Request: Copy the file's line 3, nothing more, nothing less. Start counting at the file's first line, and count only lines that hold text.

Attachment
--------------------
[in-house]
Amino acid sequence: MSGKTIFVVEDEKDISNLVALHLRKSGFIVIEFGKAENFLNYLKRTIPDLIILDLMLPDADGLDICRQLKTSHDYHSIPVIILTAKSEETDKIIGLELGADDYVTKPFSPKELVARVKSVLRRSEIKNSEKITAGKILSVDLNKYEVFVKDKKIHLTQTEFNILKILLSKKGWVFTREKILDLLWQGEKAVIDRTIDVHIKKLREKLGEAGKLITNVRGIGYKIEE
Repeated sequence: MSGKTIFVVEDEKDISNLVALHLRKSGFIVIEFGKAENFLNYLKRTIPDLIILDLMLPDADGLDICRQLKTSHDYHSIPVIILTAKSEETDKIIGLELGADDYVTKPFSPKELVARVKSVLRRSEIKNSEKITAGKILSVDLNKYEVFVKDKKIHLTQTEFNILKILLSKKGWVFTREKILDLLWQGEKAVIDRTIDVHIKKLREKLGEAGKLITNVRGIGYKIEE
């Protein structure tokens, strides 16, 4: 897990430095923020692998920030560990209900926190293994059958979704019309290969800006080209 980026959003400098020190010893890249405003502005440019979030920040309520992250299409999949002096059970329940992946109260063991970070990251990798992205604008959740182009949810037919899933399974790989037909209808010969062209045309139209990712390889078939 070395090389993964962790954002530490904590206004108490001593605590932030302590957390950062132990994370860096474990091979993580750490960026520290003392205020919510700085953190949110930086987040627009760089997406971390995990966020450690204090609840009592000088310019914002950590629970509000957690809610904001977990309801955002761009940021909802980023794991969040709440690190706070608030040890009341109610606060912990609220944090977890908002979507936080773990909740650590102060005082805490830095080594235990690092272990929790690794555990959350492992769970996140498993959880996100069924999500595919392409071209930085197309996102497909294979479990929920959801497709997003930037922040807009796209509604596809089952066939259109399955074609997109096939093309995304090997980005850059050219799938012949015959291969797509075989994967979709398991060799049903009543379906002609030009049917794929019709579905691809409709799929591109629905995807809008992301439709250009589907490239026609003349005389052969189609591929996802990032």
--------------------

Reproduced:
Repeated sequence: MSGKTIFVVEDEKDISNLVALHLRKSGFIVIEFGKAENFLNYLKRTIPDLIILDLMLPDADGLDICRQLKTSHDYHSIPVIILTAKSEETDKIIGLELGADDYVTKPFSPKELVARVKSVLRRSEIKNSEKITAGKILSVDLNKYEVFVKDKKIHLTQTEFNILKILLSKKGWVFTREKILDLLWQGEKAVIDRTIDVHIKKLREKLGEAGKLITNVRGIGYKIEE